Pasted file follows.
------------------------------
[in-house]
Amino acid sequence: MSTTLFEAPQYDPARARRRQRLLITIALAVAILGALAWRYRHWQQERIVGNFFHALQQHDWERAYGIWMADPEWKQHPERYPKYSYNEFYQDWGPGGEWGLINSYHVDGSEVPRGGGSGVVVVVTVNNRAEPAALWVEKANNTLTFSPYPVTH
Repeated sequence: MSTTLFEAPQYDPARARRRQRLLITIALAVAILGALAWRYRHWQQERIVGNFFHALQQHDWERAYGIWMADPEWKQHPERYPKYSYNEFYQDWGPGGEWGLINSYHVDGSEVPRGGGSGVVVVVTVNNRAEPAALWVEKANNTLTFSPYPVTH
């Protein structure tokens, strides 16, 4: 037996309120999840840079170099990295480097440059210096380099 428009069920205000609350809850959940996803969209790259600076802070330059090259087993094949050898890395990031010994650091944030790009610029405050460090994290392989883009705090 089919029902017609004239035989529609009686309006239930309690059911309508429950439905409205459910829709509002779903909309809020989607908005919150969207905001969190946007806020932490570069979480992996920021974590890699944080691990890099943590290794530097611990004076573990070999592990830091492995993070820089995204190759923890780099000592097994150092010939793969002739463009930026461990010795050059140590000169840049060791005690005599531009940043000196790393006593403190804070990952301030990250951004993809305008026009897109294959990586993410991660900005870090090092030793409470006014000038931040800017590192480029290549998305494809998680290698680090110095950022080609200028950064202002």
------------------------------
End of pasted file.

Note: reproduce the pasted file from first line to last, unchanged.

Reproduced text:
[in-house]
Amino acid sequence: MSTTLFEAPQYDPARARRRQRLLITIALAVAILGALAWRYRHWQQERIVGNFFHALQQHDWERAYGIWMADPEWKQHPERYPKYSYNEFYQDWGPGGEWGLINSYHVDGSEVPRGGGSGVVVVVTVNNRAEPAALWVEKANNTLTFSPYPVTH
Repeated sequence: MSTTLFEAPQYDPARARRRQRLLITIALAVAILGALAWRYRHWQQERIVGNFFHALQQHDWERAYGIWMADPEWKQHPERYPKYSYNEFYQDWGPGGEWGLINSYHVDGSEVPRGGGSGVVVVVTVNNRAEPAALWVEKANNTLTFSPYPVTH
């Protein structure tokens, strides 16, 4: 037996309120999840840079170099990295480097440059210096380099 428009069920205000609350809850959940996803969209790259600076802070330059090259087993094949050898890395990031010994650091944030790009610029405050460090994290392989883009705090 089919029902017609004239035989529609009686309006239930309690059911309508429950439905409205459910829709509002779903909309809020989607908005919150969207905001969190946007806020932490570069979480992996920021974590890699944080691990890099943590290794530097611990004076573990070999592990830091492995993070820089995204190759923890780099000592097994150092010939793969002739463009930026461990010795050059140590000169840049060791005690005599531009940043000196790393006593403190804070990952301030990250951004993809305008026009897109294959990586993410991660900005870090090092030793409470006014000038931040800017590192480029290549998305494809998680290698680090110095950022080609200028950064202002």